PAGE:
Healthy, obese men were given two different diets during their stay in the Rowett’s specialised Human Nutrition Unit. Both diets had a high protein content (30% of total energy value of the diet) but they differed in the amount of carbohydrate: One diet was low in carbohydrate (4%) and the other contained a moderate amount of carbohydrate (35% total energy value).
“Our volunteers found both diets to be equally palatable, but they felt less hungry on the high-protein low-carbohydrate diet compared with the diet which contained high-protein but moderate amounts of carbohydrate,” said Dr Alex Johnstone, the Rowett’s weight-loss expert who led the study.
“Weight loss during the two four week study periods was greater on the high-protein low-carbohydrate diet, averaging 6.3 kg per person, compared with 4.3 kg on the moderate carbohydrate diet,” said Dr Johnstone.
An important part of this study was to unravel the physiological mechanisms behind this type of diet. It is known that when people eat low carbohydrate diets, within a relatively short time their body has to switch from using glucose as a fuel to using something different called ketone bodies. Ketone bodies are appetite-suppressing and they may have an effect on the appetite centres in the brain. It’s also well known that protein itself is very good at making people feel full-up.
“In this study, we showed that on the high-protein low-carbohydrate diet the volunteers became ketogenic within 1-2 days of starting this diet and so it may be that high-protein, low-carbohydrate diets are particularly effective because of the combined effect of the protein and the ketone bodies,” said Dr Johnstone.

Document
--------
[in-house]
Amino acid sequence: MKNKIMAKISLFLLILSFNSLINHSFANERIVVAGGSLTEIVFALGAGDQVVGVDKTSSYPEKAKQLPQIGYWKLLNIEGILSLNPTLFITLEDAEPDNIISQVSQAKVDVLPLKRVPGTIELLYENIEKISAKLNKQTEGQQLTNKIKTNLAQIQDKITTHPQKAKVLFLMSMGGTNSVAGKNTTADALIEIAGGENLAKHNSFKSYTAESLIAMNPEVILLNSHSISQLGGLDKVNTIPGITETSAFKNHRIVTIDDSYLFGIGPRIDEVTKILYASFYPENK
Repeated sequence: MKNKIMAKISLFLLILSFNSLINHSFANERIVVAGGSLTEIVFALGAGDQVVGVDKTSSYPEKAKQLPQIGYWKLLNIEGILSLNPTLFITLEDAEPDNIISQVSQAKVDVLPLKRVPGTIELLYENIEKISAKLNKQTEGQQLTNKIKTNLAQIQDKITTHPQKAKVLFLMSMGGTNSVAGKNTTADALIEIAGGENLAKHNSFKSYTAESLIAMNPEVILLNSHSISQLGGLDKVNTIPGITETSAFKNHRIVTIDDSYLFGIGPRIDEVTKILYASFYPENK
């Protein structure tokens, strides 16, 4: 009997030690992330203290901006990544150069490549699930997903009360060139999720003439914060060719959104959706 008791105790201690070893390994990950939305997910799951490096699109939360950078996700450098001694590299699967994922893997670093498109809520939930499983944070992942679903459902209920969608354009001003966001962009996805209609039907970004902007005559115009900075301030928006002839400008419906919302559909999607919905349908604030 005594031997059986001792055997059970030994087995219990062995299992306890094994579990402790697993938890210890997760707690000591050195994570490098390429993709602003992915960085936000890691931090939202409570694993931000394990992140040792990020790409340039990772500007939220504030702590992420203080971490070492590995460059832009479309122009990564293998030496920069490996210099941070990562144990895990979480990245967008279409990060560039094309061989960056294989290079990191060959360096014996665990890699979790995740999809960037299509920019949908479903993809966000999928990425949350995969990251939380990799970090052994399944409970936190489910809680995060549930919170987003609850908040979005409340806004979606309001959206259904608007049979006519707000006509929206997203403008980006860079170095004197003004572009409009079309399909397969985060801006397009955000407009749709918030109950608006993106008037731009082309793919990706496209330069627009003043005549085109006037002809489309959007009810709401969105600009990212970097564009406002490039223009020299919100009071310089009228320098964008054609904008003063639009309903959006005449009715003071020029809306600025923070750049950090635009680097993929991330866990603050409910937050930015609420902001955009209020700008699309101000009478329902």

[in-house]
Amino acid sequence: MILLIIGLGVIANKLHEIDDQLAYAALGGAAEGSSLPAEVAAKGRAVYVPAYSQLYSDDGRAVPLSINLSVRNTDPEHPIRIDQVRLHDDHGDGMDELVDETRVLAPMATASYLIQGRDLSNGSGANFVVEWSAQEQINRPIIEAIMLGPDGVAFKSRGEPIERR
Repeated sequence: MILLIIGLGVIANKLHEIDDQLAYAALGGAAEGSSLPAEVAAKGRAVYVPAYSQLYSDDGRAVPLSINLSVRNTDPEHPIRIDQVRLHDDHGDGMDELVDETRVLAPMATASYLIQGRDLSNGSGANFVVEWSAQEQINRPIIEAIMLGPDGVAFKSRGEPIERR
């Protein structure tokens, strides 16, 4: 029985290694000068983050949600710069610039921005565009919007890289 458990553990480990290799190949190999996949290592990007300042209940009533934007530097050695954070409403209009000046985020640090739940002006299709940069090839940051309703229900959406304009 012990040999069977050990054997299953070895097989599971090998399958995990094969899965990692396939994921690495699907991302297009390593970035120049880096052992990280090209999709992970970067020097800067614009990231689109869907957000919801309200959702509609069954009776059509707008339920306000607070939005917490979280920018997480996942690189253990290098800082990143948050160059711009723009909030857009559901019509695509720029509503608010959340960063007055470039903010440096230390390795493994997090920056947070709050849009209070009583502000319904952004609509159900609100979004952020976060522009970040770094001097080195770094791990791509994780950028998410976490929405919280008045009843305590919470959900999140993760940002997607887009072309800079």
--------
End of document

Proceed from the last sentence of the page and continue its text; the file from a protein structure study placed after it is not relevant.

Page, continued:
“We showed that the volunteers on the ketogenic diet reduced their energy intake without increasing their hunger and this was a very important factor in their ability to stick to the diet.”
Dr Johnstone sounds a note of caution about her findings: “A paper published last year from the same study showed that low carbohydrate diets may have consequences for the health of the gut by dramatically reducing the numbers of particular types of bacteria. So we will be looking in more detail at the complex way in which we respond to changes in our diet before we can say whether low-carbohydrate ketogenic diets are a suitable tool for everyone who wants to lose weight.”
When the phase of the study which involved the volunteers finished in October 2004, it attracted considerable interest because of its celebrity volunteer, Cameron Stout, who lost just over 12 kg during his nine week stay at the Rowett Institute. At the time, Cameron mentioned his surprise at not feeling hungry during the study and said he had adjusted to eating smaller portions. How does he feel now, three years later?
“I had a great experience with the nutrition study at the Rowett. The food was excellent and the staff looked after us very well. Because I have such an irregular lifestyle I don’t find it easy to stick rigidly to all that I learnt while I was at the Institute, but I try to make an effort most of the time. For me it was mainly about breaking bad habits – and I guess we all have food vices we need to deal with!” said Cameron.